Looks like the debate over the depiction of torture in "Zero Dark Thirty" isn't going to end any time soon. Three US senators, all in positions concerning national security, have taken it upon themselves to dismiss the film's portrayal is "grossly inaccurate and misleading" in an open letter to Sony Pictures chairman Michael Lynton. "'Zero Dark Thirty' is factually inaccurate," they write, "and we believe that you have an obligation to state that the role of torture in the hunt for Usama (sic) bin Laden is not based on facts, but rather part of the film's fictional narrative," They further accuse the film of having "the potential to shape American public opinion in a disturbing and misleading manner." There is plenty to counter in such claims -- both regarding the events on screen and their relative fictional status -- so I expect this conversation to continue. [Variety]
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Sometimes I love "Top Chef" for the same reason I hate "Top Chef." And what's that reason? Crazy ass challenges. This week, though, I love "Top Chef," because the Quickfire Challenge is so bizarre it's actually brilliant. Yes, it's shameless product placement, but for once it doesn't feel entirely arbitrary. It doesn't make me want to create a foil frying pan, either, but hey, this one's a winner.
The internet was abuzz a few months back when what turned out to be an overzealous report put Ben Affleck in the driver's seat of the planned Warner Bros. team-up film "Justice League." The report was soon enough shot down and everyone went about their business, but in a recent interview about his work on "Argo," Affleck said he hated talking about it in the media at all because the eventual stories shed a negative light on the project.
"I just want to make it clear because it’s not like I had something to even pass on," he said. "Because someone will eventually do 'Justice League' and they'll go, like, 'Ben Affleck passed on it,' and it won't be true. So I don’t mind setting the record straight. It's one of those things where the closest I came was some people talked to me about it like at a meeting. They were like, 'Here's the stuff we’re doing,' you know? 'Here’s what we're looking at.' That kind of thing. And they suggested it. But I don’t think there’s a script. I don’t think there’s anything."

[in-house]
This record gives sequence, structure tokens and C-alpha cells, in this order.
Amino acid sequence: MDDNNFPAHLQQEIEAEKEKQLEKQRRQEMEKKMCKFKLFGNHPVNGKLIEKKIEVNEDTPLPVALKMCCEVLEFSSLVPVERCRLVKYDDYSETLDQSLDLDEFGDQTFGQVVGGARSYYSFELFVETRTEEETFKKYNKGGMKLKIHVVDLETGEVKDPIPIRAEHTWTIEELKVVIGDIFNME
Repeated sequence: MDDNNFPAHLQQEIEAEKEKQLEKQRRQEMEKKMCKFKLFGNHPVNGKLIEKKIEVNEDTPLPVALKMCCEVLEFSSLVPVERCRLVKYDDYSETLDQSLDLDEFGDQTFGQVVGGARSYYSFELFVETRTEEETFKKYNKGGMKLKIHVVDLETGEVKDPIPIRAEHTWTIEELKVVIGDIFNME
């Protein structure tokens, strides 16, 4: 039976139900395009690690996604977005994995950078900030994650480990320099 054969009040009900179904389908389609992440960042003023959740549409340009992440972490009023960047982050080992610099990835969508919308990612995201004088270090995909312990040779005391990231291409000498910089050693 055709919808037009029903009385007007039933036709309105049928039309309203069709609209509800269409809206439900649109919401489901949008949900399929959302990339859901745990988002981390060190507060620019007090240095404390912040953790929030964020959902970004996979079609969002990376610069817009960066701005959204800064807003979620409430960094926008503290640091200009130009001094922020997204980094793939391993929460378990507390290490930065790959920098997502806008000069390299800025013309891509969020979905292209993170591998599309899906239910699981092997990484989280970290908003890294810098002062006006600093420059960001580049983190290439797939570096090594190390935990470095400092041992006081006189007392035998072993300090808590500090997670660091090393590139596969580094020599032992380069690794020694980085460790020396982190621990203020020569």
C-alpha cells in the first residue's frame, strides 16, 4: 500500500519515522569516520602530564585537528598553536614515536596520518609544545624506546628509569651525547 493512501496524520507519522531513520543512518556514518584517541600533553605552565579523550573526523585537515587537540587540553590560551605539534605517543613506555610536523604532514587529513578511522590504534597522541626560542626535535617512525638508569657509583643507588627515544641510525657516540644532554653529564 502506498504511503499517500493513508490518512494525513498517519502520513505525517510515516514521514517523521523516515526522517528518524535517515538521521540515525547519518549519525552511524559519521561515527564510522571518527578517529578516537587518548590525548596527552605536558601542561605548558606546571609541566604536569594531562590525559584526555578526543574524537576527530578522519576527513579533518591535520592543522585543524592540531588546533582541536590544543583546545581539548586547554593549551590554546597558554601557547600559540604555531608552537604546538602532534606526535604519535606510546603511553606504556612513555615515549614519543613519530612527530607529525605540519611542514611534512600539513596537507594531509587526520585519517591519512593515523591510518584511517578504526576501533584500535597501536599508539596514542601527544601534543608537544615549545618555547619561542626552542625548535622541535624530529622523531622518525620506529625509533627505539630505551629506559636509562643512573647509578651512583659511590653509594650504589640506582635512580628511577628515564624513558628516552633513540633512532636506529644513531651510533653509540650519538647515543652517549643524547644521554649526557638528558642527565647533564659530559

"The Great Gatsby" may well be the most artificial-looking film I've ever seen, even in this condensed two minute form.
That's not a criticism, necessarily, because it looks like that's exactly what Baz Luhrmann intended. They've had a difficult post-production process on this one, but part of that has been creating this incredibly stylized world that Luhrmann has chosen as the setting for his take on F. Scott Fitzgerald's most famous book. Luhrmann has never been the sort of guy to shy away from a heightened reality. That's why I loved his take on "Romeo + Juliet" and "Moulin Rouge." Those movies are patently fake, impressionistic from start to finish, and it looks like he's doing that again, but on a much larger scale than ever before.
The real challenge of "Gatsby" is that the book is all about inner landscapes and the feel of a time and place, and previous film versions that have focused just on the story have felt empty because they haven't found a way to create a visual language that manages to somehow suggest the gorgeous, emotional prose that is so much a part of the appeal of Fitzgerald's novel.
NEW YORK - We've been waiting a long time for Hugh Jackman to sing on the big screen. From his Tony Award-winning turn in "The Boy From Oz" to his three stints hosting Broadway's annual awards show to his lauded turn as Academy Awards host (arguably the best Oscars show over the past decade), Jackman has teased us with his impressive voice, sly dance moves and old school showmanship. Granted, producers have tried to get him to commit to a number of movie musical projects, but most of them have been stuck in development hell for years leaving fans to wonder if we'd ever see Jackman sing in his prime. That's all changed with the actor's SAG and Golden Globes Awards nominated turn as Jean Valjean in "Les Miserables." And, in something of a surprise, it turns out that he had to campaign to get the role.